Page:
Power, Conflict and a Baby’s Birth

Guest Post by Peter Britton of TimeMaps, Ltd.

Christmas is a wonderful festival to look forward to at this time of year. But how many of us have more than the haziest notion of the historical setting for the first Christmas?


As a historian, the Biblical stories of the Nativity always emphasize to me how the events of the New Testament are set in a very real – and very particular – historical environment.

Setting the scene

Let’s first run through a very quick overview of Jewish history during the few centuries leading up to the birth of Jesus.

After their spell of exile in Babylon (587-539 BC), Jewish people re-settled the area around Jerusalem, rebuilding the Temple and re-establishing the worship of Jehovah. For almost four hundred years – first under the Persians, then under a line of Greek-speaking kings – they were allowed to live more or less in peace, running their own affairs. However, in 167 BC, one of these Greek kings, Antiochus Epiphanes, decided to put an end to this situation. He occupied Jerusalem and outlawed the worship of Jehovah.

This provoked the Jews into rebellion, under the leadership of the Maccabees family. A fierce but successful struggle left this family ruling an independent Jewish kingdom. They were able to expand its borders to include the surrounding districts of Samaria, Galilee and Idumia (the ancient Edom). This was an area significantly large than present-day Israel. The leading families of these conquered areas were apparently given the choice – convert to Judaism, or leave.

As time went by, the new Roman superpower appeared on the western horizon. Judea and other countries in the region were conquered by the Romans in 63 BC.

Who was Herod the Great?

At that time, the Jewish kingdom was in chaos, suffering intense power-struggles and civil wars It was able to put up very little resistance to the Romans. Exactly the same was true for the Roman empire as well, on a much larger stage: the political in-fighting in Rome convulsed the entire Mediterranean world in repeated civil wars. In these uncertain times, the people who gained power were often cunning and ruthless individuals, who would do whatever it took to gain power.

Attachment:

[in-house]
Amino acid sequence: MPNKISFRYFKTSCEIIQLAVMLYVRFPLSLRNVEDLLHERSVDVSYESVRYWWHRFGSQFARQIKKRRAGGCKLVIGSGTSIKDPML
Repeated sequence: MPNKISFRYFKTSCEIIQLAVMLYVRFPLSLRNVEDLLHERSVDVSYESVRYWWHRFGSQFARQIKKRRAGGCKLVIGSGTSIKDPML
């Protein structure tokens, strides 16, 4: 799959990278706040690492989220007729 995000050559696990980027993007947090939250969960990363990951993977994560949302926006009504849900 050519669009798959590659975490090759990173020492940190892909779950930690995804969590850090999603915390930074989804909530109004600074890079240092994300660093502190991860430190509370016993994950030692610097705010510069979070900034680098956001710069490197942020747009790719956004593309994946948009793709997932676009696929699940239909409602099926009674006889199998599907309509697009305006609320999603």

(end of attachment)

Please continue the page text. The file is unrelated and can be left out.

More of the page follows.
Such a man was Antipater, an official at the Jewish court at the time the Romans marched in. He came from Edom (if you’ve read the Old Testament you’ll remember that the Edomites were one of the most bitter of Israelite’s hereditary enemies), and although Jewish by faith, Antipater was certainly not seen as a proper Jew by the Jews in Jerusalem.

He soon made himself indispensable to the Romans, however, and became a close friend and ally of their leading generals, Julius Caesar and Mark Antony. They in turn made Antipater the effective master of Judea. When he was assassinated by a Jewish zealot in 43 BC, the Romans put his son Herod in charge of the country, in his place.

The Massacre of the Innocents

Even though of Jewish faith, the Jews regarded Herod with great suspicion, as they had his father. He was even more ruthless and more cunning than his father had been. This is not just the verdict of the gospel writers, it is also that of a famous Jewish historian, Josephus. He wrote about Herod a hundred years after his time. Josephus paints Herod as a complex man – very shrewd and in some respects a good ruler, but with a strong taint of cruelty and paranoia in his character. He killed many members of his own family (including his young wife) when he thought they threatened his power.